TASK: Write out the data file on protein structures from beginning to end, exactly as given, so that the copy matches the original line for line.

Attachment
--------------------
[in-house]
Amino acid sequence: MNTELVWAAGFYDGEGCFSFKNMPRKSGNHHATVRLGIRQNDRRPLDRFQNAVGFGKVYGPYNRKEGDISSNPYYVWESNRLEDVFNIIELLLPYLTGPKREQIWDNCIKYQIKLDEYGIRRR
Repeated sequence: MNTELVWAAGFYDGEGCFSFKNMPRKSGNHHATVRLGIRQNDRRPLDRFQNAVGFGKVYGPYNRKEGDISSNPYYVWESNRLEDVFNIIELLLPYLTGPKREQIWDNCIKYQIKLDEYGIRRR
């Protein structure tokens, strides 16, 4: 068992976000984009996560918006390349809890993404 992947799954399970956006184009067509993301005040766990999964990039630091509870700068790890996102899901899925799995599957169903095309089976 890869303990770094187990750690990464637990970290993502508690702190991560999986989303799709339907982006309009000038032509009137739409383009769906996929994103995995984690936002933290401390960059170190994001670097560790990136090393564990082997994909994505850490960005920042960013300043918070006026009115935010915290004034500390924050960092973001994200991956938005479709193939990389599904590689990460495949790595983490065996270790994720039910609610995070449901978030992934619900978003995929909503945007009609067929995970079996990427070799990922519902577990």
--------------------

[in-house]
Amino acid sequence: MNTELVWAAGFYDGEGCFSFKNMPRKSGNHHATVRLGIRQNDRRPLDRFQNAVGFGKVYGPYNRKEGDISSNPYYVWESNRLEDVFNIIELLLPYLTGPKREQIWDNCIKYQIKLDEYGIRRR
Repeated sequence: MNTELVWAAGFYDGEGCFSFKNMPRKSGNHHATVRLGIRQNDRRPLDRFQNAVGFGKVYGPYNRKEGDISSNPYYVWESNRLEDVFNIIELLLPYLTGPKREQIWDNCIKYQIKLDEYGIRRR
């Protein structure tokens, strides 16, 4: 068992976000984009996560918006390349809890993404 992947799954399970956006184009067509993301005040766990999964990039630091509870700068790890996102899901899925799995599957169903095309089976 890869303990770094187990750690990464637990970290993502508690702190991560999986989303799709339907982006309009000038032509009137739409383009769906996929994103995995984690936002933290401390960059170190994001670097560790990136090393564990082997994909994505850490960005920042960013300043918070006026009115935010915290004034500390924050960092973001994200991956938005479709193939990389599904590689990460495949790595983490065996270790994720039910609610995070449901978030992934619900978003995929909503945007009609067929995970079996990427070799990922519902577990």